The biggest irony however was that in a curious and very depressing way, Mr Boyle and his colleagues did in fact achieve their objective – to paint a picture of Britain. It was and is this: that the British are a nation of hugely talented people. Much of this huge talent was prominently displayed last night at the opening ceremony. We have already mentioned Dame Evelyn Glennie and Sir Kenneth Branagh. The problem was that this talent was misapplied. This is of course one of this country’s great problems: huge talent but poorly led and directed.

    Another irony of course surrounds the task Mr Boyle set himself. It was a Herculean task. British Gazette readers will note that the twelve labours of Hercules is also known as the dodekathlon. Does this in Olympic terms make Mr Boyle a dodekathlete? Failed of course.

    • The absence of any critique from me reflects the fact that I could not bring myself to watch it.

    • What I personally find so unutterably depressing, apart from the sheer cost and fatuous childishness of this junket, is the almost imbecilic re-action of tens of thousands of spectators lining the streets during the tour of ‘The Torch’ around this nation.

      Why on earth were they cheering and whooping like demented refugees from some latter day Bedlam? Truly, the ‘lunatics are running the madhouse’ while dressed in ‘the Emperor’s clothes’

      John Green

    • Yes the cauldron was a magnificent feat of design and engineering, probably the best presentation of the Olympic Flame I can remember.
      I don’t think we should be too harsh in commenting on the Queen taking part in such a light-hearted manner, the consensus from everyone I have spoken to, have felt she did herself no harm in agreeing to do this.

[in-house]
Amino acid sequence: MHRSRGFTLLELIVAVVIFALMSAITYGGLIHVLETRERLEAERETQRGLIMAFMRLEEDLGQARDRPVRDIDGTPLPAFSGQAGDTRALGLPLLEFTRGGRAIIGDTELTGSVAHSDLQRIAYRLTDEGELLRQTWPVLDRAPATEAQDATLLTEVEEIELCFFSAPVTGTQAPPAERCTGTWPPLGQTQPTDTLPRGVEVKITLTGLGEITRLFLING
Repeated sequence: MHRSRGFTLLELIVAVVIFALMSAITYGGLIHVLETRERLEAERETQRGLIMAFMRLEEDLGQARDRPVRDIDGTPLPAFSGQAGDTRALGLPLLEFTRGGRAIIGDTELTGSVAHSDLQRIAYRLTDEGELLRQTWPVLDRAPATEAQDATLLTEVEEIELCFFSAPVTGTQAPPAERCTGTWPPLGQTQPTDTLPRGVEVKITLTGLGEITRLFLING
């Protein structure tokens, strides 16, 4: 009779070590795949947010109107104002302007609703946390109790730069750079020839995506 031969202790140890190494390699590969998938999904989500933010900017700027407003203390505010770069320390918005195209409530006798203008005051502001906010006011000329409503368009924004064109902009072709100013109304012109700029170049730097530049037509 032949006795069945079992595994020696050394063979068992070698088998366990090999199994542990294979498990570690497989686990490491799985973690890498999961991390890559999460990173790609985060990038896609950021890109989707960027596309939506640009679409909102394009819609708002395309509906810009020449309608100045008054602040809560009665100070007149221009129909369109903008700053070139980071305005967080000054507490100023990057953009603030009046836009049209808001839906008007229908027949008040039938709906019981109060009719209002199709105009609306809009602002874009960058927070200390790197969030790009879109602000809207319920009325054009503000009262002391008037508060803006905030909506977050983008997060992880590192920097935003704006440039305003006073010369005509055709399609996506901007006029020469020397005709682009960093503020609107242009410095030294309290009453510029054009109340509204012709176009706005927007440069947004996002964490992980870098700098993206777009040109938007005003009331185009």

The NHS thing seemed to go on for too long, the mechanics of the ‘industrial theatre’ were spectacular but how many people abroad would have understood it all?
      Where were our world renown figures from the field of literature, was Harry Potter the best we could bring to the fore?
      Much of it seemed disjointed trying to fit so much in, but the biggest groan has to be for Paul McCartney, he looked awful, missed his cue and sounded dreadful! High time he was told to retire or, at the very least NEVER invited to perform on a publicly staged arena again.
      Jo.

    • I was left wondering why I had struggled so much studying British history all those years ago at school when it has now been reduced to the level of the arrival of a boat from the West Indies etc.
      Having said that some parts were well worth watching, the lighting of the flame for example.

    • Mr Boyle might perhaps have re-enacted the signing of the Magna Carta followed by a bonfire of the EU flag and the hoisting of the national flags of the EU member countries.

    • Jo,

      You are spot on as regards your comments about the cauldron. IMHO the best and most imaginative ever. I nearly missed it however for as it went past midnight the wife suggested that it was not worth staying up any longer and she retired. I’m now satisfied I stayed up as I would have missed what was overall the best bit of the whole show.

      I do take issue with the Editor on one aspect however. The title of the article. He should have inserted the word “nearly” as I agree with you, as the last item was Paul McCartney and your comments are spot on!

      So far as the Queen appearing in a sketch with James Bond, I don’t think the Editor was criticising her. I think he is probably split on this. For myself I think it was OK for her to do it and was for me the most entertaining bit of the whole show. Insofar as the parachute jump was concerned, that was obviously a put up job but still good fun.

      Jack.